-- Michael Fletcher

Black, Hispanic Populations

Nearly Even, Census Reveals

In the months following the 2000 Census, the number of Latinos who were born in the United States or who immigrated to the country grew at more than twice the growth rate of African Americans, fueling the expectation that Hispanics would soon emerge as the nation's largest ethnic group.

That day has come closer, according to census estimates released Tuesday.

The black and Latino populations were nearly deadlocked in the 2000 Census. In 2001, the new figures showed, that deadlock was even tighter: 37.7 million people were identified either as black or as black and one other race, according to the new figures. Thirty-seven million Hispanics were counted.

Latinos accounted for nearly half of the nation's total population growth from 2000 to 2001, which includes birth and immigration rates, according to the new estimates. During that time, the African American population increased by 2 percent. Blurred racial and ethnic boundaries make such estimates difficult to parse. Latinos can belong to any racial group and are often of mixed race. While nearly half identified themselves as white in the census, an equal number checked more than one race. In addition, some black Latinos identify themselves solely as African American.

-- Darryl Fears and D'Vera Cohn

Recording Firms Win Ruling

On Music File-Sharing

An Internet service provider must disclose the identity of one of its customers who is suspected of illegally trading music files, a federal judge ruled, giving the recording industry a powerful new weapon in cracking down on what it considers digital piracy.

In a closely watched test case of how much anonymity Internet users can expect, U.S. District Judge John D. Bates ordered the online division of Verizon Communications Inc. to give the Recording Industry Association of America the name of a Verizon customer who had downloaded as many as 600 songs a day using the popular Kazaa music-file-sharing service.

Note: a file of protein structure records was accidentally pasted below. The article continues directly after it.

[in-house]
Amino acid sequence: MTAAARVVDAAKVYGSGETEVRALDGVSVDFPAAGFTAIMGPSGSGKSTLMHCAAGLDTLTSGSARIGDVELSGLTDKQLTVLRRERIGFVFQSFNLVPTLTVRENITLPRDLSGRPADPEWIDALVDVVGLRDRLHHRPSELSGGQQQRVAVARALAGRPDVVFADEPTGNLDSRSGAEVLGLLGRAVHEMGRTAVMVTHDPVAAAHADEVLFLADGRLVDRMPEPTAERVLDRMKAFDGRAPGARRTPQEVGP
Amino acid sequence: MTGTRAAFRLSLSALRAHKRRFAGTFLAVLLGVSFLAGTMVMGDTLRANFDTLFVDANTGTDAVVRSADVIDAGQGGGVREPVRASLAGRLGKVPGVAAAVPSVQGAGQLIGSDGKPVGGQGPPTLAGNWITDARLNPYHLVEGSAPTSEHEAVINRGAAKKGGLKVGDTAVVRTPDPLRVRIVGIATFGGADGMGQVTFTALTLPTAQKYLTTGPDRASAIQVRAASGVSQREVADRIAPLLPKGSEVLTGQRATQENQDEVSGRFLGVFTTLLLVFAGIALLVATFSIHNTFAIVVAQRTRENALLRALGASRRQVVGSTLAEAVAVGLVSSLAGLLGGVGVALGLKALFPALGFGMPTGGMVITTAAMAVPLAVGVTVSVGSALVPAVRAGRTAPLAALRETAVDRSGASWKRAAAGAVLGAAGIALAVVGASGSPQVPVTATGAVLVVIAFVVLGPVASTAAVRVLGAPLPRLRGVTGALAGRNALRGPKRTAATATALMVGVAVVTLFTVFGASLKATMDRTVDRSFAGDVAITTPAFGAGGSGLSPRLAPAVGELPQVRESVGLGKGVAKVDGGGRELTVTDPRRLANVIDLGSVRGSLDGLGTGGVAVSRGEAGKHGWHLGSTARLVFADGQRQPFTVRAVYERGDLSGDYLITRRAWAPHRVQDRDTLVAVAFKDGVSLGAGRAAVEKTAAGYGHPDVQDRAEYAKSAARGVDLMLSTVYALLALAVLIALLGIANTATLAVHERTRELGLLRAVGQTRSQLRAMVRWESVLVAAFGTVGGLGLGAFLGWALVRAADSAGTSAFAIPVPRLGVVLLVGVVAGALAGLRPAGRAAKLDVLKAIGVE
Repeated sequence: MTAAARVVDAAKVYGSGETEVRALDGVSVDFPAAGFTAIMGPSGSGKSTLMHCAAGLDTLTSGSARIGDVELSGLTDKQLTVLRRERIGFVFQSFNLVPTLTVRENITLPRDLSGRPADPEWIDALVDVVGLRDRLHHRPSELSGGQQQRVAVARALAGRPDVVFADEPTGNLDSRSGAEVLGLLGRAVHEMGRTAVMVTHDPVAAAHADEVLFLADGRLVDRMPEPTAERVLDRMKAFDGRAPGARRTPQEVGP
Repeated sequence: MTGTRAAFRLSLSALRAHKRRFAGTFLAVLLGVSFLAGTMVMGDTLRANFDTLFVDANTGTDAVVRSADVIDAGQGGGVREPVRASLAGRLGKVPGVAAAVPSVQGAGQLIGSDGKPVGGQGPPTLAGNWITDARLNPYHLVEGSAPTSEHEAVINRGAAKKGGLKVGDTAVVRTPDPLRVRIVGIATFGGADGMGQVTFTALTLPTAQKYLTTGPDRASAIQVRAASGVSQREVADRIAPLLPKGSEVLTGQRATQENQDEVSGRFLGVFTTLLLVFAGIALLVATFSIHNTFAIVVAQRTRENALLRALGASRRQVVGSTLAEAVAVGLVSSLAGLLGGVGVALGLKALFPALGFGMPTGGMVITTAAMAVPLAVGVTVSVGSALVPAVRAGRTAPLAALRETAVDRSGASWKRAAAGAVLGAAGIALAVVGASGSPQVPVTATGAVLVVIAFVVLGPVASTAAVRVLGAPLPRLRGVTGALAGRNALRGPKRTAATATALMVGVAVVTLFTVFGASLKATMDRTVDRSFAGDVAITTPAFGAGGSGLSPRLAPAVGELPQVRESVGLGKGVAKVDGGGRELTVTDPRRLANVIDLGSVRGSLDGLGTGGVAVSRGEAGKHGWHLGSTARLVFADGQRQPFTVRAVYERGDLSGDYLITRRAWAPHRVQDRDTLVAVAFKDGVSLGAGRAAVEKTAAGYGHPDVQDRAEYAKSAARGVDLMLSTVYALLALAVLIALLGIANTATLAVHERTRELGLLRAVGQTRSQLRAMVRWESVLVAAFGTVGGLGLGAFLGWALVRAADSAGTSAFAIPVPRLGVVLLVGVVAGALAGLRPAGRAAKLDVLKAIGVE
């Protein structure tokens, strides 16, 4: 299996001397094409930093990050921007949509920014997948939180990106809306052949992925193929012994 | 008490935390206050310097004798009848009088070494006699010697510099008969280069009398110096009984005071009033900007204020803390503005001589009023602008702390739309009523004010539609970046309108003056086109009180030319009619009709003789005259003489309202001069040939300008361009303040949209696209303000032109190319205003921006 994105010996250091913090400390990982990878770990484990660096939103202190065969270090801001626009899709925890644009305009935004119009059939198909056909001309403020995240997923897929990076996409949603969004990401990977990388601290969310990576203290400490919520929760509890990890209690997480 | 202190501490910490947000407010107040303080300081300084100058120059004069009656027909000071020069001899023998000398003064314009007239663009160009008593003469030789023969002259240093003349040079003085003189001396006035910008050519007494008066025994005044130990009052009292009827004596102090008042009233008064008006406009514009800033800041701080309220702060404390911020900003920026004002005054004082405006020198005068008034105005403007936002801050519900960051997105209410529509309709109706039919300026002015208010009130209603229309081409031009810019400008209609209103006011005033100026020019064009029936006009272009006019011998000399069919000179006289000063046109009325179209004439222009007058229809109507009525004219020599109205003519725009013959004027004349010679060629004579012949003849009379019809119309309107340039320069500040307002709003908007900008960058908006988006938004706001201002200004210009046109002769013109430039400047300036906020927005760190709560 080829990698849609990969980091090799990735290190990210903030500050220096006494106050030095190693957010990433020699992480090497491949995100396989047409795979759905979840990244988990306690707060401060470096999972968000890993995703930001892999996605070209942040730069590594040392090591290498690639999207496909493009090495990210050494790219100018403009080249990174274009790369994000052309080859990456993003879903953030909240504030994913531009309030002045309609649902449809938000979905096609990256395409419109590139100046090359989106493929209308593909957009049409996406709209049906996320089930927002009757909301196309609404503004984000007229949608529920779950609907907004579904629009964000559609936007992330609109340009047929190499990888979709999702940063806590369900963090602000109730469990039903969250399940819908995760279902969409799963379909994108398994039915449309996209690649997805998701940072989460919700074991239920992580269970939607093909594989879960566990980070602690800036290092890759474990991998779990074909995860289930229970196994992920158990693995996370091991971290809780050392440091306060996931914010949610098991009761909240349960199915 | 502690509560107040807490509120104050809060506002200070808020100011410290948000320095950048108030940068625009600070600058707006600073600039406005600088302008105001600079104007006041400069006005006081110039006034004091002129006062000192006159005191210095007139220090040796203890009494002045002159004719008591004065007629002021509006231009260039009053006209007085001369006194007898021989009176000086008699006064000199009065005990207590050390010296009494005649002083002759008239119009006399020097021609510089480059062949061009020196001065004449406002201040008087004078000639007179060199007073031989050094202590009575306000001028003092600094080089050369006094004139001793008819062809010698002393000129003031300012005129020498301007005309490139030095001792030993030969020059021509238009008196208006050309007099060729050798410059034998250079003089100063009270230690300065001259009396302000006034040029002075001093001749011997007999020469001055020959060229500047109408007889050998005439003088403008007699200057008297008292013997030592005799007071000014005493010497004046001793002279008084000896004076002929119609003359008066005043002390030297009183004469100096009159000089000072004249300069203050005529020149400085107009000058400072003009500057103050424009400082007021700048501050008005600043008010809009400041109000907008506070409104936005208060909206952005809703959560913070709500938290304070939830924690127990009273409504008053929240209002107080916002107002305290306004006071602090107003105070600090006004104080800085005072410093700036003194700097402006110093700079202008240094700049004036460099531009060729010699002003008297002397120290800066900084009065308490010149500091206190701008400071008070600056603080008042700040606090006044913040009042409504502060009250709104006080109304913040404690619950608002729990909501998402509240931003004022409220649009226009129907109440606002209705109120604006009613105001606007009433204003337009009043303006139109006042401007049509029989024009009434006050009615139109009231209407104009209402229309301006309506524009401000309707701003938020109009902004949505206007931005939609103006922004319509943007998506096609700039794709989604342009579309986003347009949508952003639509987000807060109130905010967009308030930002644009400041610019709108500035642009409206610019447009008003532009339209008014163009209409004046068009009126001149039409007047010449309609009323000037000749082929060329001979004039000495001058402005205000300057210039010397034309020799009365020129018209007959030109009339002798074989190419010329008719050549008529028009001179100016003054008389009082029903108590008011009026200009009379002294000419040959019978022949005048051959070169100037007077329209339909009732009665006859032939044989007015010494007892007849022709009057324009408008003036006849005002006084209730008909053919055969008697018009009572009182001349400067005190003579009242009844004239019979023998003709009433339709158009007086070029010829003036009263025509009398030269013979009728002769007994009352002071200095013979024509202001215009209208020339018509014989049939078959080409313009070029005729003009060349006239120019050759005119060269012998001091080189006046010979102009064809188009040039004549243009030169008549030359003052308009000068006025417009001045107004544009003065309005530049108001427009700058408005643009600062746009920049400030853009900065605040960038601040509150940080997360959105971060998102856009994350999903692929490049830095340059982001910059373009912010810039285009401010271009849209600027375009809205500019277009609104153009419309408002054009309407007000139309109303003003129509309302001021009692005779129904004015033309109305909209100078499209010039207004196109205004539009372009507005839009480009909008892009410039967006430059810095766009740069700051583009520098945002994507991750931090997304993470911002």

If the decision survives a promised appeal, it means that people who use such file-swapping programs could be targeted for legal action by entertainment companies. Because file sharing is popular among teenagers, their parents also could be in the cross hairs if they are the official subscribers of Internet service providers.

-- Jonathan Krim

Bin Laden Used Ruse to Escape

U.S. Forces, Officials Say

With U.S. forces closing in on him during the battle of Tora Bora in late 2001, Osama bin Laden employed a simple feint against sophisticated U.S. spying technology to vanish into the mountains that led to Pakistan and sanctuary, according to senior Moroccan officials.

A Moroccan who was one of bin Laden's longtime bodyguards took possession of the al Qaeda leader's satellite phone on the assumption that U.S. intelligence agencies were monitoring it to get a fix on their position, said the officials, who have interviewed the bodyguard, Abdallah Tabarak.

Tabarak moved away from bin Laden and his entourage as they fled; he kept using the phone in an effort to divert the Americans and allow bin Laden to escape. Tabarak was captured in possession of the phone, officials said.

More than a year later, Tabarak, 43, has established himself as the "emir" or camp leader of the more than 600 suspected al Qaeda and Taliban members being held at Guantanamo Bay, Cuba, according to senior officials in Morocco who have visited the military compound to interview Moroccan citizens being held there.

-- Peter Finn